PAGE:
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Publication numberUS4296155 A
Publication typeGrant
Application numberUS 06/085,276
Publication dateOct 20, 1981
Filing dateOct 16, 1979
Priority dateOct 16, 1979
Publication number06085276, 085276, US 4296155 A, US 4296155A, US-A-4296155, US4296155 A, US4296155A
InventorsCiro N. Madonia, Christopher Hatzikelis, Cesare C. Cosentino
Original AssigneeMadonia Ciro N, Christopher Hatzikelis, Cosentino Cesare C
Export CitationBiBTeX, EndNote, RefMan
External Links: USPTO, USPTO Assignment, Espacenet
For automobiles, having a protective coating of cured acrylic resin
US 4296155 A
Abstract
Decorative extruded vinyl mouldings for protecting auto bodies commonly have a metallized strip of chrome-like appearance laminated to the exposed impact-absorbing surface of the moulding. During prolonged exposure to weathering, the metallized strip becomes dull and unattractive. In this invention, a liquid acrylic coating is applied over the entirety of the metallized strip and cured by utlra-violet radiation at the extrusion speed of the vinyl moulding.
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Claims(6)
What is claimed is:
1. An elongated decorative moulding for protecting vehicle bodies from minor impacts, said decorative moulding comprising:
(a) an extruded strip of pliable material having a symmetrical lens shaped cross section with substantially flat first surface and an impact-absorbing outwardly convex second-surface spanning said first surface;
(b) adhesive means carried by said first surface and adapted to fasten said first surface to a vehicle body;
(c) a decorative strip having two major surfaces and two minor edge surfaces, one major surface being attached to said impact-absorbing second surface, the other major surface having a decorative material thereon, said decorative material being susceptible to weathering at least at the edge surfaces of said decorative strip; and
(d) a transparent weather-resistant acrylic monomer coating overlying at least the edge surfaces and the portion of said decorative strip immediately adjacent each edge surface thereof in sealing relation therewith and connected in sealing relation with the portion of said extruded strip immediately adjacent said decorative strip.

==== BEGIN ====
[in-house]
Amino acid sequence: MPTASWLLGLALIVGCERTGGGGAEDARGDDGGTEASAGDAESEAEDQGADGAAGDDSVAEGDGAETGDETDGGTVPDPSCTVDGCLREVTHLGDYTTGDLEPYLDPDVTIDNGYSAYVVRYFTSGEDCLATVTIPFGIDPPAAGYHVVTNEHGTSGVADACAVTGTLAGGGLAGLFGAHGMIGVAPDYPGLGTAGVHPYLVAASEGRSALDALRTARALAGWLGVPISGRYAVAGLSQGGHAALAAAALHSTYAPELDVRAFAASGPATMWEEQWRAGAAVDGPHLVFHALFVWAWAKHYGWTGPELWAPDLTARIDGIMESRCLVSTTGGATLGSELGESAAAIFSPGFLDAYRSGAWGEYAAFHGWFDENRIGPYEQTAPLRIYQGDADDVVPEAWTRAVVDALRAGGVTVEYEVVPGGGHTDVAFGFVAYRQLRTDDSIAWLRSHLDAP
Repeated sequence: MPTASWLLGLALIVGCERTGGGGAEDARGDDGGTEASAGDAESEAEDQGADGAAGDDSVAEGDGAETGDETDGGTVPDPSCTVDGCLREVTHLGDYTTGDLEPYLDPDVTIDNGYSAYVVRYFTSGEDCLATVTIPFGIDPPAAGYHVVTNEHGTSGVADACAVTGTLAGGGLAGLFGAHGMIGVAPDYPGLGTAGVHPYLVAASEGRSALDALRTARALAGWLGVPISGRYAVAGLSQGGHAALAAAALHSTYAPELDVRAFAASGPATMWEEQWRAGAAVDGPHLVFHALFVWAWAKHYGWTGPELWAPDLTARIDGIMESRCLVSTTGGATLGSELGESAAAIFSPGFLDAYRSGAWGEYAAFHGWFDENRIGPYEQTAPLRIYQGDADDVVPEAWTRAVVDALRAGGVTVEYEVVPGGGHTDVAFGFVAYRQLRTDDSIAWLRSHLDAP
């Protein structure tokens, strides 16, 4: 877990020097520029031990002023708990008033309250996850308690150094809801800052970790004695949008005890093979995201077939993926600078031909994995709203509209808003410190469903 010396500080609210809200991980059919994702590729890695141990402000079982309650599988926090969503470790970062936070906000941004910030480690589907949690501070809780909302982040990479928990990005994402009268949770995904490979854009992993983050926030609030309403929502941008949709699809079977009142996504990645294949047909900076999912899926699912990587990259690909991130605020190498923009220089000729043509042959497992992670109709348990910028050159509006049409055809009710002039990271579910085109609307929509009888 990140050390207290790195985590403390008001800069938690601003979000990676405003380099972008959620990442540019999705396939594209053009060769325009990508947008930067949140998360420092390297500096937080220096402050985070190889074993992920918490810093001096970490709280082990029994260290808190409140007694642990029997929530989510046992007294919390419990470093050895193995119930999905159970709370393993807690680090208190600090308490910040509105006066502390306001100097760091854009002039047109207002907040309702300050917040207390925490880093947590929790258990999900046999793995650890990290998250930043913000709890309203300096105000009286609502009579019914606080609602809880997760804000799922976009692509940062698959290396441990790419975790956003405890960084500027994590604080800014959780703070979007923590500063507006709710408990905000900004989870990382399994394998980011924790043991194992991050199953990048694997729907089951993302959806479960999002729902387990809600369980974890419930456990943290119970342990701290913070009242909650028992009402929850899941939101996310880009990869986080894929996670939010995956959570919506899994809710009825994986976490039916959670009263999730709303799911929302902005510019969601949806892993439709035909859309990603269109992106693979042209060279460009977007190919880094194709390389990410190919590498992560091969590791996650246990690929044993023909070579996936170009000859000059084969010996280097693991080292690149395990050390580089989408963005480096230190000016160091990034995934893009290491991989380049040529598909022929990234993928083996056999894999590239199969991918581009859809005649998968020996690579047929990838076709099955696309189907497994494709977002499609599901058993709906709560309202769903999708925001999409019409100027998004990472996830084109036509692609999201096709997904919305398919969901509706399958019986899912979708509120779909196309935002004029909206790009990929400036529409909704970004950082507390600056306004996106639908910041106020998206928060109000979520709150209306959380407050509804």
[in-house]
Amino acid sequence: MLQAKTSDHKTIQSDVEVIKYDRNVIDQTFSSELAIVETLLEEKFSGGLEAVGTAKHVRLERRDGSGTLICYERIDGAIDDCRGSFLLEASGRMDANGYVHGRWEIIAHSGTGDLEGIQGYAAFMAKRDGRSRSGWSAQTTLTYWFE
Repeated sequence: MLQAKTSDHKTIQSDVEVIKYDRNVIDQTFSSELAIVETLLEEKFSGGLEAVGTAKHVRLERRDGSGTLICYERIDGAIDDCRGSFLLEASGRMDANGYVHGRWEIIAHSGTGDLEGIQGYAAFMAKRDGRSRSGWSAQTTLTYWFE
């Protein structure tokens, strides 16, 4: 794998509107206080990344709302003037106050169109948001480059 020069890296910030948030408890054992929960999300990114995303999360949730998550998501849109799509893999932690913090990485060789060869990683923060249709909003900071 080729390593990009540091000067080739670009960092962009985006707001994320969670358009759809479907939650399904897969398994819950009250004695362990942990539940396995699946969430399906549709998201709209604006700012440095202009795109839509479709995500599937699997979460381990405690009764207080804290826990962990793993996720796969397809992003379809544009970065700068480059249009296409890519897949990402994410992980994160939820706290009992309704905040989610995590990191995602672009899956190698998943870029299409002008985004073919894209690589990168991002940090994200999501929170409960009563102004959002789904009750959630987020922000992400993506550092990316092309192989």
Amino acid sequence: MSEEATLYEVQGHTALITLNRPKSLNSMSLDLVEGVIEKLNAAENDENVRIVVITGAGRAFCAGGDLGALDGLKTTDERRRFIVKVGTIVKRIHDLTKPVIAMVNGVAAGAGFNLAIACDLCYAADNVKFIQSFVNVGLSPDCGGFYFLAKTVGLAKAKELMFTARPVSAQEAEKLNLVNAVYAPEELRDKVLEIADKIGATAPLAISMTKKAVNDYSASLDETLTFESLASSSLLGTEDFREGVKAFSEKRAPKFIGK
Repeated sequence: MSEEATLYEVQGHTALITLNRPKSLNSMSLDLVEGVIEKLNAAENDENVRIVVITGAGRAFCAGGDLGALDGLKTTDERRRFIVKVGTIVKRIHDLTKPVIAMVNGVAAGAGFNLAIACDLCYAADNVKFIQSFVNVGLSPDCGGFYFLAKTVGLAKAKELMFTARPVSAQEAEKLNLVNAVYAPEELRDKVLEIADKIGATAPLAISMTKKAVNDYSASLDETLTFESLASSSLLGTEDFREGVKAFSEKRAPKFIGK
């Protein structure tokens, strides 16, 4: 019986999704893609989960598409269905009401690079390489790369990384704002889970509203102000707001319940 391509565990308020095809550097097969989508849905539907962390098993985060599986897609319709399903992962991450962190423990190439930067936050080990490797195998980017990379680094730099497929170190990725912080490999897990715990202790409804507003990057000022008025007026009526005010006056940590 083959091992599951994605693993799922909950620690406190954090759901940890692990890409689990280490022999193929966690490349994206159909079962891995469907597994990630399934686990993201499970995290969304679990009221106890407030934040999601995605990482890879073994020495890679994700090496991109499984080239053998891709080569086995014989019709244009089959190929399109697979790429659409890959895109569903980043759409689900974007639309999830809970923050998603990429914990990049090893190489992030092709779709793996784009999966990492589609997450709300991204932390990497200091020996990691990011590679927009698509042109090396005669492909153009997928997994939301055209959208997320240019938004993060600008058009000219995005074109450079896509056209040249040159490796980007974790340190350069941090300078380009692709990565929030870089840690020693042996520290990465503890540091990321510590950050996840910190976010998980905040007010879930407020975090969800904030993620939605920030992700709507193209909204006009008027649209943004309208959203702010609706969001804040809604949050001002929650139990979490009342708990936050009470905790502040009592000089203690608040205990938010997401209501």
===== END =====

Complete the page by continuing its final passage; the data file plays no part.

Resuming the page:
2. A moulding as set forth in claim 1, said pliable material being a polyvinyl chloride material, said decorative material being aluminum, and said weather-resistant coating covering said decorative strip and at least the portion of said extruded strip immediately adjacent said decorative strip.
3. A moulding as set forth in claim 1, said extruded strip and said decorative strip being each composed of a polyvinyl chloride material, said decorative strip being laminated to said impact-absorbing second surface, said weather-resistant coating covering said decorative strip and said second surface.
4. An elongated decorative moulding for protecting vehicle bodies from minor impacts, said decorative moulding comprising:
(a) an extruded strip of pliable material having a symmetrical lens-shaped cross section with a substantially flat first surface and an impact-absorbing outwardly convex second surface spanning said first surface;
(b) adhesive means carried by said first surface and adapted to fasten said first surface to a vehicle body;
(c) a decorative strip having two major surfaces and two minor edge surfaces, one major surface being attached to said impact-absorbing second surface of said extruded strip, the other major surface having a decorative material thereon, said decorative material being susceptible to weathering; and
(d) a transparent weather-resistant coating comprising an acrylic monomer covering said decorative strip and extending in sealing relation with at least the portion of said impact-absorbing second surface immediately adjacent each edge surface of said decorative strip.
5. A moulding as set forth in claim 4, said pliable material being a polyvinyl chloride material, said decorative material being aluminum, and said weather-resistant coating covering said decorative strip and said impact-absorbing second surface.
6. A moulding as set forth in claim 4, said extruded strip and said decorative strip being each composed of a polyvinyl chloride material, said decorative strip being laminated to the second surface of said extruded strip, said weather-resistant coating covering said decorative strip and said second surface.
Description
BACKGROUND OF THE INVENTION

The present invention relates to elongated decorative mouldings, for protecting the bodies of land and water vehicles and the like from damage caused by minor impacts. In particular, the invention relates to mouldings of this type which comprise an extruded strip having a decorative strip attached thereto and carrying adhesive means for fastening the moulding to a vehicle body.